Superstition - Jim is a wonderful repository of superstitions and folktales. Curiously, many of his beliefs seem to have some basis in reality, or to presage events to come. While Huck initially dismisses most of Jim's superstitions as silly, he comes to appreciate Jim's deep knowledge of the world. Superstition thus serves as an alternative to accepted social mores, and is a reminder that mainstream conventions are not always right.
Conceits taken from other kinds of literature or art - Huck Finn is full of people who base their lives on a romantic literary model. Tom Sawyer bases his life on adventure novels, Emmeline Grangerford painted weepy maidens and wrote poems about dead children, the Shepherdson and Grangerford families kill one another out of some bizarre conception of family honor. The inclusion of these peculiarities of character allows Twain to indulge in some fun, and sections that deal with this subject are among the funniest in the book. However, there is also a real message here: literature tends to represent the codified and stylized values of a society, and Twain shows how a strict adherence to these ideals of chivalrous Southern nobility is ultimately dangerous: Tom is shot, Emmeline dies, and the Shepherdsons and Grangerfords all end up dead.
Symbols are objects, characters, figures, or colors used to represent abstract ideas or concepts.
The Mississippi River - For Huck and Jim, the Mississippi River is the ultimate symbol of freedom. Alone on their raft, they don't have to answer to anyone, and the river carries them toward freedom: for Jim, toward the free states; for Huck, away from his abusive father and the restrictive "sivilizing" of St. Petersburg. The fluid, fast-moving river reflects the characters at this point: free from society, Huck and Jim are in flux, willing to change their attitudes about one another with little prompting. As rivers must be, however, the Mississippi is sandwiched between two banks, upon which lie the towns and villages that represent that which Huck and Jim are trying to escape.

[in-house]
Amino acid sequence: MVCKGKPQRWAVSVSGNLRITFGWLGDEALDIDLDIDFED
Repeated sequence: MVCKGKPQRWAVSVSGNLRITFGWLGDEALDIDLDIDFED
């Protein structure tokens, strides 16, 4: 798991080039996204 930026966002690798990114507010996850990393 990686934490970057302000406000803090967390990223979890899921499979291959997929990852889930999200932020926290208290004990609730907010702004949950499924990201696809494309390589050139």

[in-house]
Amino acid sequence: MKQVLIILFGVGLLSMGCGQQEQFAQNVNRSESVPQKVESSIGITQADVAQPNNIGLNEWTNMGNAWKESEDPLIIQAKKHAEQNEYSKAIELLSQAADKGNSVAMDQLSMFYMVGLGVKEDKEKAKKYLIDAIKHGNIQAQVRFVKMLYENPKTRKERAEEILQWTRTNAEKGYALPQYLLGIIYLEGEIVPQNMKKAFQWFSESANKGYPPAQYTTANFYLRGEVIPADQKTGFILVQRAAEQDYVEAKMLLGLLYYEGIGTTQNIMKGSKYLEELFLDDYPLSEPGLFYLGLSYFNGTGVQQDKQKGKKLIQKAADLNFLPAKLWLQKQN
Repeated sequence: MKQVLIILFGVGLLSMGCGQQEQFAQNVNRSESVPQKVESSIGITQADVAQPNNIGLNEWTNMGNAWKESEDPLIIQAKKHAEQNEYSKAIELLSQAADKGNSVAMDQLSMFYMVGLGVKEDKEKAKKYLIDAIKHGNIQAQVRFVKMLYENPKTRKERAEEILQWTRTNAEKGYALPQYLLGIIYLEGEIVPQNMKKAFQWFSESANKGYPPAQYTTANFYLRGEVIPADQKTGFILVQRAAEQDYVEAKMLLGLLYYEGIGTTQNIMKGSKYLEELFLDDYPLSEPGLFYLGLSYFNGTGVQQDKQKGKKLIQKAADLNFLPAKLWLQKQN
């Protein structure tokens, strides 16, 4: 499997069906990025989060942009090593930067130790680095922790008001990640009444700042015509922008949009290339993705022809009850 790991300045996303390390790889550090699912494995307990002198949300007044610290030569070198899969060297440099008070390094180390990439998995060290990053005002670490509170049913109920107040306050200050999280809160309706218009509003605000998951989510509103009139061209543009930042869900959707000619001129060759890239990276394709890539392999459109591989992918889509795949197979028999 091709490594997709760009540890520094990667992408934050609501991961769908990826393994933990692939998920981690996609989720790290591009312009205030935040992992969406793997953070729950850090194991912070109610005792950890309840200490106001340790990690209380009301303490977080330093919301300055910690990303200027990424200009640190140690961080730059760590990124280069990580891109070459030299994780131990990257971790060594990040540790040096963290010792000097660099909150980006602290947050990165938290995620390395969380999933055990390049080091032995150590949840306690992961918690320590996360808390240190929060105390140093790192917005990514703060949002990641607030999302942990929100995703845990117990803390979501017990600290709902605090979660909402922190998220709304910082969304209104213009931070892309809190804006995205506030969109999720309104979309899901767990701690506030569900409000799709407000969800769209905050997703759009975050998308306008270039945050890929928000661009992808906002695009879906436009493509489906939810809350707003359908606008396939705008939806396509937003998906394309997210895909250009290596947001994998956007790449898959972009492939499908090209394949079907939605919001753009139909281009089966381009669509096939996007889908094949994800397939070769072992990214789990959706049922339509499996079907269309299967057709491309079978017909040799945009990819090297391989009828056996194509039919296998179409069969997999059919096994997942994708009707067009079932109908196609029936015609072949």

Even early on, the real world intrudes on the paradise of the raft: the river floods, bringing Huck and Jim into contact with criminals, wrecks, and stolen goods. Most importantly, a thick fog causes them to miss the mouth of the Ohio River, which was to be their route to freedom. In other words, the river becomes something other than the inherently benevolent place Huck had thought it was. As they move further south, and the Duke and Dauphin invade the raft, Huck and Jim must spend more time ashore. Though it continues to offer a refuge from all of the trouble that the quartet encounters, the river merely effects the exchange of one bad situation for another. Each escape exists in the larger context of a continual drift southward, toward the deep South and entrenched slavery. In this transition from idyllic retreat to source of peril, the river comes to mirror the complicated state of the South. As their journey progresses, the river, which once seemed an Eden, a source of freedom, becomes merely a short-term means of escape that nonetheless pushes Huck and Jim ever further toward danger and destruction.